Sean McVay Believes Rams Are Making Good Progress on Aaron Donald Extension

Kevin C. Cox/Getty Images Sean McVay gave a positive update on Aaron Donald.

The Los Angeles Rams appear to be in their first tough situation since winning Super Bowl LVI.

Star defensive tackle Aaron Donald is in the midst of negotiating a contract extension with the team. While Donald still has three years left on his current deal, the 31-year-old implied in an episode of the “I Am Athlete Podcast” released on Monday that he could retire if both sides aren’t able to agree to a new deal.

Speaking to reporters for the first time since Donald’s comments went public, Rams coach Sean McVay still seemed optimistic that the three-time Defensive Player of the Year will play for Los Angeles in 2022.

McVay Believes Rams Are in a Good Spot in Contract Talks With Donald

As the general public learned that Donald’s still possibly contemplating retirement, McVay shared that was something that he already knew about. He’s confident that Donald and the Rams will come to an agreement.

“That’s not any new information,” McVay told reporters on Wednesday, June 1. “We’ve had great dialogue. The goal all along has been to try and get this thing figured out. But also, like I’ve said, if there’s anybody that’s earned the right to be able to make the decision on their own terms, after what he’s done, what he’s meant to me and our team, it’s Aaron.

“Things are trending in the right direction. None of that is new news. We’ve had regular dialogue with Aaron. The goal is to figure out how to get a contract done that he feels good about, that we feel good about, and have him continue to do his thing with the Rams and lead the way.”

McVay’s comments on Donald’s situation on Wednesday were similar to the ones he made on May 23, which was the first day of organized team activities (OTAs). Donald hasn’t been present at the team’s voluntary workouts yet this spring. However, McVay told reporters on Wednesday he expects Donald to participate at the team’s mandatory minicamp later in June.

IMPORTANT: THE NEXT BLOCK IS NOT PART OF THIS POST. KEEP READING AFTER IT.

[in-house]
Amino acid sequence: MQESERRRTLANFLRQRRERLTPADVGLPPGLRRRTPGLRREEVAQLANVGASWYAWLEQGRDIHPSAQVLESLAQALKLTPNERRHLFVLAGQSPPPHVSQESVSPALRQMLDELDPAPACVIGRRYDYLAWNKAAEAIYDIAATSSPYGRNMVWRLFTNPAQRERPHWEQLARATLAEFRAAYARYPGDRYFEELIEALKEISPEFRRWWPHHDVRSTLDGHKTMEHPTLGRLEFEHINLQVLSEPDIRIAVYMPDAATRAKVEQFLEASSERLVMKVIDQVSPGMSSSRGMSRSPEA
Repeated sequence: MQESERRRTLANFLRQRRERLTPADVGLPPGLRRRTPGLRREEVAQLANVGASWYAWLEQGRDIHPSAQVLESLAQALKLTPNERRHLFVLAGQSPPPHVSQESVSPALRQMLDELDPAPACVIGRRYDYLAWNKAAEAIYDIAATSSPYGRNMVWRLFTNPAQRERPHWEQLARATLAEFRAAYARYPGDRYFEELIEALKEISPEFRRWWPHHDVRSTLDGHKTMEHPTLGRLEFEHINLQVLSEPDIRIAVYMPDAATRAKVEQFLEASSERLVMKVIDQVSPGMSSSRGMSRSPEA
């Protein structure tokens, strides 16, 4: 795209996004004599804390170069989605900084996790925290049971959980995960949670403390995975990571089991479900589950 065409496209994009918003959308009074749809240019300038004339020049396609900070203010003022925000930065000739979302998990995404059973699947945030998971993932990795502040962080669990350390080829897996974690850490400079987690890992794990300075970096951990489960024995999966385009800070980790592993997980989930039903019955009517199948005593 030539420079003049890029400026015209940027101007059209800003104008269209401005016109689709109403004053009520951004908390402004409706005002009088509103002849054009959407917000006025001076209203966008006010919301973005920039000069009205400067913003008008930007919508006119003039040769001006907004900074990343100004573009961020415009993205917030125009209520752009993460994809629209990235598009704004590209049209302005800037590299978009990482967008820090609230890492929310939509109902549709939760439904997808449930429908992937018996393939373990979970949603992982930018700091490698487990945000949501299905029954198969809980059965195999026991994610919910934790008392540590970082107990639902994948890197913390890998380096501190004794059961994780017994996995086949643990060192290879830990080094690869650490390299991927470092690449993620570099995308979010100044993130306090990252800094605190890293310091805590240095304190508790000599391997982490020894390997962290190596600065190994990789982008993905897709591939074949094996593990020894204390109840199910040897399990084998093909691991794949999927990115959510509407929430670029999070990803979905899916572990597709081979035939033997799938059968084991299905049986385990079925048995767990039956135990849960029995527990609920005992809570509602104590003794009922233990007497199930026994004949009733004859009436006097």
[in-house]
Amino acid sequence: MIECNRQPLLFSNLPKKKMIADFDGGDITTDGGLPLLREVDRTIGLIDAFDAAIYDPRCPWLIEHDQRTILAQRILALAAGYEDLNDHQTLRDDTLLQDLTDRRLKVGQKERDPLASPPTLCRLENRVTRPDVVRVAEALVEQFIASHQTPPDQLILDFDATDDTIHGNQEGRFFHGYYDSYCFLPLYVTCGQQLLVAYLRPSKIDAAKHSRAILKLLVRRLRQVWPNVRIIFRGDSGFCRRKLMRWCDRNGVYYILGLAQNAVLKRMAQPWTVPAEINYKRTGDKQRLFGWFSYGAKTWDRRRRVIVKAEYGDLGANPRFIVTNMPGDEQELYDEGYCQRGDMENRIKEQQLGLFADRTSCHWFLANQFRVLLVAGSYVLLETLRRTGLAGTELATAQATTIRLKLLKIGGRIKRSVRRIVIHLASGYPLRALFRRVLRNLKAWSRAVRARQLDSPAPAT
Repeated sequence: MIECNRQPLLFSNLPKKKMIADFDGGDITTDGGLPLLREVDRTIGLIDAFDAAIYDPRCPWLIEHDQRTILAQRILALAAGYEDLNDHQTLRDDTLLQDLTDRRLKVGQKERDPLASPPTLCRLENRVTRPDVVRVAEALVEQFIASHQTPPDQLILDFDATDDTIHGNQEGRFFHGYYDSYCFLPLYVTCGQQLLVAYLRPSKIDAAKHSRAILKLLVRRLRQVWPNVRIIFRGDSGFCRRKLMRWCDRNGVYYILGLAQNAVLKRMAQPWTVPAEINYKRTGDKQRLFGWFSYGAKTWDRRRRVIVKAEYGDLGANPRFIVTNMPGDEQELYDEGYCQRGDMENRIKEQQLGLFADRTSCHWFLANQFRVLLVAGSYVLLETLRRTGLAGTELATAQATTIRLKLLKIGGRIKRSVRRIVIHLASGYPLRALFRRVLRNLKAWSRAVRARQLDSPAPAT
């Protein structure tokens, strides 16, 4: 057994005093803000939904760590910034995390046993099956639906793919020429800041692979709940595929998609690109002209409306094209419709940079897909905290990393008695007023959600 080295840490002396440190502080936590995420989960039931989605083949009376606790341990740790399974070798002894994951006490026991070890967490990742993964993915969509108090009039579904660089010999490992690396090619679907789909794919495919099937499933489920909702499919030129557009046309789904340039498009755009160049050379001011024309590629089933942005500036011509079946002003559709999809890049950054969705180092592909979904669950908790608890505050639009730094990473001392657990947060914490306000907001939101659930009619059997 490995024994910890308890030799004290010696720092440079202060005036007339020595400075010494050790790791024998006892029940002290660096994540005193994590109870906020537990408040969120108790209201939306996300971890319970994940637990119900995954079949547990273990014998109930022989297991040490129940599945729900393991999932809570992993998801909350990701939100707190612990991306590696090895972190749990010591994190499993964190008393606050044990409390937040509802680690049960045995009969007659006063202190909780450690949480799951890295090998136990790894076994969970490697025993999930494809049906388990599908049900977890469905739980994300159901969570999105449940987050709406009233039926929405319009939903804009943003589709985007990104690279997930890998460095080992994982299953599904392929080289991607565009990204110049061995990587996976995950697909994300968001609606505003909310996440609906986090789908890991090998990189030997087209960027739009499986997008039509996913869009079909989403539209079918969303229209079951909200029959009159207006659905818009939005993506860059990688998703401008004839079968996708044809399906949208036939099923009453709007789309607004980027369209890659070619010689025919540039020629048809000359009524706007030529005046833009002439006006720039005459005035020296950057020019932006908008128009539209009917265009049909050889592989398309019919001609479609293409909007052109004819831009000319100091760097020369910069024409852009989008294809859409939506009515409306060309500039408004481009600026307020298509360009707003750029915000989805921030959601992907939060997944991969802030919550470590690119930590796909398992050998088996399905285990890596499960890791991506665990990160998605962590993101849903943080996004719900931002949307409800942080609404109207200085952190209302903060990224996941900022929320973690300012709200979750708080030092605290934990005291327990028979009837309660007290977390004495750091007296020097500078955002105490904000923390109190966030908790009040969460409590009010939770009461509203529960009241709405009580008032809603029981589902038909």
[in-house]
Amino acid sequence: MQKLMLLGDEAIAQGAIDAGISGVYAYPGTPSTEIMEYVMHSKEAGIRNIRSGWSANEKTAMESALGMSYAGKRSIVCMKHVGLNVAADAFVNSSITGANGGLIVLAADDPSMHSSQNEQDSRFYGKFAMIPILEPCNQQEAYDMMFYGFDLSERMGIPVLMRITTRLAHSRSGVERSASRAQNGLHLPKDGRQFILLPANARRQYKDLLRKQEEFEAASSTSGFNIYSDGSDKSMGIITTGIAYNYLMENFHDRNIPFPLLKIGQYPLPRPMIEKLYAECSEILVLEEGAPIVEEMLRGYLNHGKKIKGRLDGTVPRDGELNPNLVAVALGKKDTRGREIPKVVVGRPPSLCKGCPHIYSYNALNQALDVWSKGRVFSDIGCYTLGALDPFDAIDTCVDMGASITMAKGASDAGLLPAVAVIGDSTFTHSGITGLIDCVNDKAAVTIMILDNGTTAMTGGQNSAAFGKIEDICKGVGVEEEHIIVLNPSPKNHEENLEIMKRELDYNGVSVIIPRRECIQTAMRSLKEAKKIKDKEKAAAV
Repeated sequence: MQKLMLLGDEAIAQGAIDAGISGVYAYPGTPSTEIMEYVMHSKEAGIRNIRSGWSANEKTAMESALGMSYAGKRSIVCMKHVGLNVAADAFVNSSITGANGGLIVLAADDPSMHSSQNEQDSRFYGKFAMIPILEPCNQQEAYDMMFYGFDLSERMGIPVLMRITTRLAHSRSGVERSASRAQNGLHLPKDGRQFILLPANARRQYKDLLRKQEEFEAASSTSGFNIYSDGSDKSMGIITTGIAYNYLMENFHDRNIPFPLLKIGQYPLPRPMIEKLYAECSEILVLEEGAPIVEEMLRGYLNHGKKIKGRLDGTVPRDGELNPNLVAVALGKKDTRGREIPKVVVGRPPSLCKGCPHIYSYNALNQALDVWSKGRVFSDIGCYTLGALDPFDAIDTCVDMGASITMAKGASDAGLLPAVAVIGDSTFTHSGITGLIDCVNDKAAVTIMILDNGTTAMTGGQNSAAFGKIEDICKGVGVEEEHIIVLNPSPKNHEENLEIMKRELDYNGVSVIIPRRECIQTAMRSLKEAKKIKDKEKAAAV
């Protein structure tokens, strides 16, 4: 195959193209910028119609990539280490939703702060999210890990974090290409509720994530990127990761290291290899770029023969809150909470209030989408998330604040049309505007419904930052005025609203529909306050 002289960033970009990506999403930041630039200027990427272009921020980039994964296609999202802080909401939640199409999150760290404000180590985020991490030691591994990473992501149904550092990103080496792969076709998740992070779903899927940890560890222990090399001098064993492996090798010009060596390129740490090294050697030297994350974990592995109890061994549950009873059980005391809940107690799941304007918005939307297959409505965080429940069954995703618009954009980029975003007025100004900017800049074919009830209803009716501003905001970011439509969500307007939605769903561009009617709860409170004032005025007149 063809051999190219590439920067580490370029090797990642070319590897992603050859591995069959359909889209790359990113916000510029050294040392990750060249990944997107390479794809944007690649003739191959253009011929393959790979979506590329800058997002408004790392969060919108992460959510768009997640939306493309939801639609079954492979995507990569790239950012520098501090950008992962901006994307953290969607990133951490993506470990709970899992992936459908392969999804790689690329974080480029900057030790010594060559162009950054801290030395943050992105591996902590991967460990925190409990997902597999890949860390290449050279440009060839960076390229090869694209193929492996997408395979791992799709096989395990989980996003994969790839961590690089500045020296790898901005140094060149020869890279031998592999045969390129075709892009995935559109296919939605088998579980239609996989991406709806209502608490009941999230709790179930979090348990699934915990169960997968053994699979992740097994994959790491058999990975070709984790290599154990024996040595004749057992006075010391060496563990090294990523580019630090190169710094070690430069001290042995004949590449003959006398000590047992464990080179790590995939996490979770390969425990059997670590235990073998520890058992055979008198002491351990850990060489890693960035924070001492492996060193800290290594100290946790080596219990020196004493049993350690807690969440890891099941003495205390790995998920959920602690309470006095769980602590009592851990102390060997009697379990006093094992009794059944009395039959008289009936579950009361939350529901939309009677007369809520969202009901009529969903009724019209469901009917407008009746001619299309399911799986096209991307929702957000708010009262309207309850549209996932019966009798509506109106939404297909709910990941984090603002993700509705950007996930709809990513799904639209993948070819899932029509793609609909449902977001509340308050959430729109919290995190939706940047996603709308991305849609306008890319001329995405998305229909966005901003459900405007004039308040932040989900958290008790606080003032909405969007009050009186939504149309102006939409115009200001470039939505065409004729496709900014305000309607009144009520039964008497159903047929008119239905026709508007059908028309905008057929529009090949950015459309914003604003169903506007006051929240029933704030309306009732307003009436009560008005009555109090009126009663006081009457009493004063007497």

The Latest on Donald’s Situation

Ahead of Super Bowl LVI, Donald shared with NBC Sports’ Rodney Harrison that he was thinking about retiring following that game. At the Rams’ Super Bowl parade, he implied that he would be returning for his ninth season in the league.

Donald re-litigated the retirement talk during his appearance on the “I Am Athlete” podcast, saying he would be “at peace” to leave the game if both sides weren’t able to reach a contract agreement. But he still has the drive to win another Super Bowl, which could be the ultimate reason he returns to the Rams in 2022.

“It ain’t about the money, it’s a business at the end of the day,” Donald said on the podcast. “That’s what you’ve got to see. For me, it’s about winning. I don’t want to play football if I can’t win anyway, so I feel like…if I got a real opportunity to win another Super Bowl, then it makes sense to play. But again, it’s still a business. We’ve got to handle the business side of things, and if that wasn’t to get handled then, you know, it is what it is type of situation. I’ll be fine regardless.”

Donald’s entering the fourth year of his six-year, $135 million deal, which was the richest contract ever for a defensive player when he signed it in 2018. Donald’s contract has been surpassed multiple times since then though and he’s got the sixth-highest salary for defensive players in 2022, per Spotrac.

Pro Football Focus’ salary cap analyst Brad Spielberg suggested that a two-year, $60 million contract extension would be fair to give to Donald.

“There are still three years remaining on Donald’s six-year, $135 million deal, with $55 million in cash owed,” Spielberg wrote. “Following the blueprint of Arizona Cardinals wide receiver DeAndre Hopkins and Miami Dolphins cornerback Xavien Howard, he could tack on two years to the end of his deal at a massive new money average per year with a signing bonus that takes care of him up front.

“A hypothetical two-year, $60 million extension would make Donald’s full contract a five-year, $115 million pact, with the true $23 million per year average just narrowly surpassing his old contract.”